Start your installation as normal, installing any and all pre-requisites you’re currently missing.
When you get to the “Default Configuration” screen, you’ll need to check the box labelled “Let me specify different settings”.
Now you can choose whether to install Veeam using a local system account or a specific service account.
Next we can specify to use an existing instance of SQL Server, select browse and find your SQL instance if it’s installed locally, or alternatively type in the FQDN of the server and the relevant instance name suffix.
Once this is complete you can finalise the installation as normal with any other required changes.
Start your installation as normal, installing any and all pre-requisites you’re currently missing. You don’t need to worry about whether you choose Typical or Advanced installation, this won’t impact your ability to configure a SQL Server, this relates to your deployment topology and where you’d like to deploy the components of Veeam ONE.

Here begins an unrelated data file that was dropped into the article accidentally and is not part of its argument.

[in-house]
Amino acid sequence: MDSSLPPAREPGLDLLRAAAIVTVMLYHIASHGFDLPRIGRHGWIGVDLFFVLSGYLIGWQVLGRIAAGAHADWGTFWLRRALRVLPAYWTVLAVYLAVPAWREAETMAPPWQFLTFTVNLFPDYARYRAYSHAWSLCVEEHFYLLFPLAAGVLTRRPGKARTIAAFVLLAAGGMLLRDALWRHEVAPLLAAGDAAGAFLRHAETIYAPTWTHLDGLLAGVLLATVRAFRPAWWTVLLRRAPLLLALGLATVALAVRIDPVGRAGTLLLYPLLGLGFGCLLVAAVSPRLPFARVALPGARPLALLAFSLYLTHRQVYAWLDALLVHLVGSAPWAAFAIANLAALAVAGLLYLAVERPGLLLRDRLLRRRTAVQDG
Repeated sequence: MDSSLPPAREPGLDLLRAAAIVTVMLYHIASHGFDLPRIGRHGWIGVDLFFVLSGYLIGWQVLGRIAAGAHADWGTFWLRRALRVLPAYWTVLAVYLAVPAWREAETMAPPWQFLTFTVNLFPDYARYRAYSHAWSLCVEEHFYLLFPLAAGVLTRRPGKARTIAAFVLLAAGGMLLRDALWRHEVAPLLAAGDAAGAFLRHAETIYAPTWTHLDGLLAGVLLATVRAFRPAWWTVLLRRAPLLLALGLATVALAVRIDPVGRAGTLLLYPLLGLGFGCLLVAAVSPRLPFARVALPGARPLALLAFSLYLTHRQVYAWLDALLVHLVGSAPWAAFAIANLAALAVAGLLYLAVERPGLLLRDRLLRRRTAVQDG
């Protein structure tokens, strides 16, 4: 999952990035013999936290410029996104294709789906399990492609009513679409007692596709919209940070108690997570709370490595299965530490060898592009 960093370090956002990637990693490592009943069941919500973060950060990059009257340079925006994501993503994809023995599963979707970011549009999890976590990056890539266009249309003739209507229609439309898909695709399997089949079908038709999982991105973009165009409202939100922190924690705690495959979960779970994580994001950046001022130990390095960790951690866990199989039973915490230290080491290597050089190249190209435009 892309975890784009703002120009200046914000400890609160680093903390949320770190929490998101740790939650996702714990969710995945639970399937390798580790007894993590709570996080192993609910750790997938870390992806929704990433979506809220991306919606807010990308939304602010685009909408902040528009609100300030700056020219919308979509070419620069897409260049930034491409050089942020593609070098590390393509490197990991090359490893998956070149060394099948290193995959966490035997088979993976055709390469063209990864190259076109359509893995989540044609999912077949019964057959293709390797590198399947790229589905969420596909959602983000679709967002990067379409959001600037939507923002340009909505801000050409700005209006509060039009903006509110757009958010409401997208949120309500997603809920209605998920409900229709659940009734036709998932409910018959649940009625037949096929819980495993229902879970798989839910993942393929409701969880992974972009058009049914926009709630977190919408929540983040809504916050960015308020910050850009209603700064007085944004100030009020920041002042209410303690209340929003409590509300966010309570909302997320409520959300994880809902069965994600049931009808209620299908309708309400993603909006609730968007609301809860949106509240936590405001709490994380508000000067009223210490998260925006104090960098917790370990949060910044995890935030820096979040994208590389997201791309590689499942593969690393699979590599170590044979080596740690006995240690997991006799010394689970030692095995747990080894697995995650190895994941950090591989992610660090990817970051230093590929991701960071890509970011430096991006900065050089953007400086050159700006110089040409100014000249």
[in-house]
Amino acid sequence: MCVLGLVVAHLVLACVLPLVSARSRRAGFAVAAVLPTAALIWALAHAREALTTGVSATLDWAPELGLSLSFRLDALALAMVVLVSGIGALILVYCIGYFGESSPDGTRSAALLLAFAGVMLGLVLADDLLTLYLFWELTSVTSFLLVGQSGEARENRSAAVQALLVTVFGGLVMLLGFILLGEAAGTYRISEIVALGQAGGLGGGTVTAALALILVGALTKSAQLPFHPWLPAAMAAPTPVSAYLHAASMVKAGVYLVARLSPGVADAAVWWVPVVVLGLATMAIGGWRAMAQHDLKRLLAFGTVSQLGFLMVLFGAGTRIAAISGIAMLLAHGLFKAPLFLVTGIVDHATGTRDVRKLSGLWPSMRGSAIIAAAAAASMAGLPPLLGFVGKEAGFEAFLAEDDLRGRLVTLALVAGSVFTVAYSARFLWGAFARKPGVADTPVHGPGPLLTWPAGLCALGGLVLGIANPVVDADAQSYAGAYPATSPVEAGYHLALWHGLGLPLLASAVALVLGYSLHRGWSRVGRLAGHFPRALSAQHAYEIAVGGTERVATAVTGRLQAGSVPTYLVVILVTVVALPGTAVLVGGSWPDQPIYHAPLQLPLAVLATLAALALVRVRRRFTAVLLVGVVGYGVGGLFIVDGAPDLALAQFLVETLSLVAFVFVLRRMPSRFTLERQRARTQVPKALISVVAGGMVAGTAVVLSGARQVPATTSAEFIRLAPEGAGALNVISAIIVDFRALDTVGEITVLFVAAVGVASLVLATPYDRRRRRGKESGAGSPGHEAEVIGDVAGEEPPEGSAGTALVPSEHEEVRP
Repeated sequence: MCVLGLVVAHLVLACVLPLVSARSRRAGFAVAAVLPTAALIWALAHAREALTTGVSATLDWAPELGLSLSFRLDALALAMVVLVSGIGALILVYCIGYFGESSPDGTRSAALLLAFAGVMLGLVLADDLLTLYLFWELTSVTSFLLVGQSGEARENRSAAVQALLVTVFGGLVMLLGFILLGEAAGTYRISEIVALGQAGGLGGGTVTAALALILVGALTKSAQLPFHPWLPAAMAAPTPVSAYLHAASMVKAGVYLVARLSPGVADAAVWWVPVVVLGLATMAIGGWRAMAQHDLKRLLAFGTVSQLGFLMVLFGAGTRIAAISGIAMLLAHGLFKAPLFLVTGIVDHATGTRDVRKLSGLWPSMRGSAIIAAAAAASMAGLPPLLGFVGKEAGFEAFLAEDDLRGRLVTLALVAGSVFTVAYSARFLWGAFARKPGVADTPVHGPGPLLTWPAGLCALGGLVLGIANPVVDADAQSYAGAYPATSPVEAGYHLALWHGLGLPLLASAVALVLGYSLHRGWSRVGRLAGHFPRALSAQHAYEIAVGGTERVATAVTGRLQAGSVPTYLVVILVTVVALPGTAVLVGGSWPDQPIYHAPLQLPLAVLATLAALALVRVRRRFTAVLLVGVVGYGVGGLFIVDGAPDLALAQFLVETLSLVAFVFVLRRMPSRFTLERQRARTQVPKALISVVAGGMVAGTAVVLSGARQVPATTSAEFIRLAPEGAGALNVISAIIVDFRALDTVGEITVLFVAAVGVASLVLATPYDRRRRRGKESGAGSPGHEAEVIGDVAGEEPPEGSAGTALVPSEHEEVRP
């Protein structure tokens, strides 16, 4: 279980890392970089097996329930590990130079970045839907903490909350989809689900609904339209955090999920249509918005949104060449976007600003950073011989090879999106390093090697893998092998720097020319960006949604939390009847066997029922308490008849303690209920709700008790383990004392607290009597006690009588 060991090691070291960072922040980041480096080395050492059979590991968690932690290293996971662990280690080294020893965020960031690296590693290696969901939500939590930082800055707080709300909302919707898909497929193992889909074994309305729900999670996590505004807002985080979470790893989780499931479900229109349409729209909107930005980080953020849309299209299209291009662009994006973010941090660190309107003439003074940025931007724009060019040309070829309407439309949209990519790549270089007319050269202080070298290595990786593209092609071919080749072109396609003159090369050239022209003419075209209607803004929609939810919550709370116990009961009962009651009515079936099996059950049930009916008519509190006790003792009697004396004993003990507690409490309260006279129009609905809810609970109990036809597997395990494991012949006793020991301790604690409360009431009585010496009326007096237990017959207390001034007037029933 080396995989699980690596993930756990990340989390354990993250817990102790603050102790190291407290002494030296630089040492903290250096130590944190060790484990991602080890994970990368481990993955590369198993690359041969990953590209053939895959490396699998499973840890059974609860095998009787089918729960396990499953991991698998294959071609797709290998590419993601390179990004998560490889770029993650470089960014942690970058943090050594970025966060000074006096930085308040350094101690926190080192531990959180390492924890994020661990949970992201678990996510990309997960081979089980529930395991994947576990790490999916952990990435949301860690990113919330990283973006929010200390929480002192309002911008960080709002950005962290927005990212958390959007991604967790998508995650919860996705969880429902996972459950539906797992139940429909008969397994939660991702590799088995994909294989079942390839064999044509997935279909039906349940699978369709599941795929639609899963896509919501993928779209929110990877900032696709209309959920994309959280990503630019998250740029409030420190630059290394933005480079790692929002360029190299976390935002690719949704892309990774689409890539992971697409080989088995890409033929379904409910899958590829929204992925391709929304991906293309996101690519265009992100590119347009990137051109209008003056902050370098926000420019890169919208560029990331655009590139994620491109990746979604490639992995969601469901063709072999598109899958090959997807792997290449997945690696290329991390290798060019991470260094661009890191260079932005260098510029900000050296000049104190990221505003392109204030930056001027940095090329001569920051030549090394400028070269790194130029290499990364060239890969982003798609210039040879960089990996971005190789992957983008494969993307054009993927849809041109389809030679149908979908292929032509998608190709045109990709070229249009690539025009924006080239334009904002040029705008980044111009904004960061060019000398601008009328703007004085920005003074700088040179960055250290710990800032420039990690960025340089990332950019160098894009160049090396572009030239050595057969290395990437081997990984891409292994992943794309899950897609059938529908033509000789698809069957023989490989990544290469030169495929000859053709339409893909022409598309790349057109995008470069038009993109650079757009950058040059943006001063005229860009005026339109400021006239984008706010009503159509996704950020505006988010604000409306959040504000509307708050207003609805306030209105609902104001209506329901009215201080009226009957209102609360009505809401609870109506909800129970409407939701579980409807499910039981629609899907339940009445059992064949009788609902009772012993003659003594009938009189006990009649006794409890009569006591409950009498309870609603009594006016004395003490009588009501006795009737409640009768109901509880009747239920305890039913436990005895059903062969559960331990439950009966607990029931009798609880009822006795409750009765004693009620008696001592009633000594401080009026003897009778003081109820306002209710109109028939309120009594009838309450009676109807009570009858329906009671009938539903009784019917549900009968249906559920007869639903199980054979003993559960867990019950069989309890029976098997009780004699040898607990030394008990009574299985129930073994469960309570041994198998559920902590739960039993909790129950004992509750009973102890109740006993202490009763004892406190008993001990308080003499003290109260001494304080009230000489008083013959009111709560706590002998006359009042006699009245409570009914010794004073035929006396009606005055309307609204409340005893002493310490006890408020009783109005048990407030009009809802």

Veeam ONE requires a service account, for the purposes of this demo, I’m just using the administrator account, this is not recommended for a production environment, use a dedicated service account!
We’ll then be asked if we wish to install a new instance of SQL or use our existing one and can specify the database name if we wish.
If using a service account you can continue using Windows authentication, provided you gave it permissions when we installed SQL Server or if you’ve added the relevant permissions afterwards. Alternatively you’ll need to use SQL Server authentication, as Veeam ONE requires a service account, it makes sense to keep this simple with Windows authentication only, unless you have specific needs for SQL Server authentication.
Afterwards you can continue your Veeam ONE deployment as normal, with your SQL Server configuration complete.
Thanks for reading, if you have any questions, comments or feedback, please drop them below!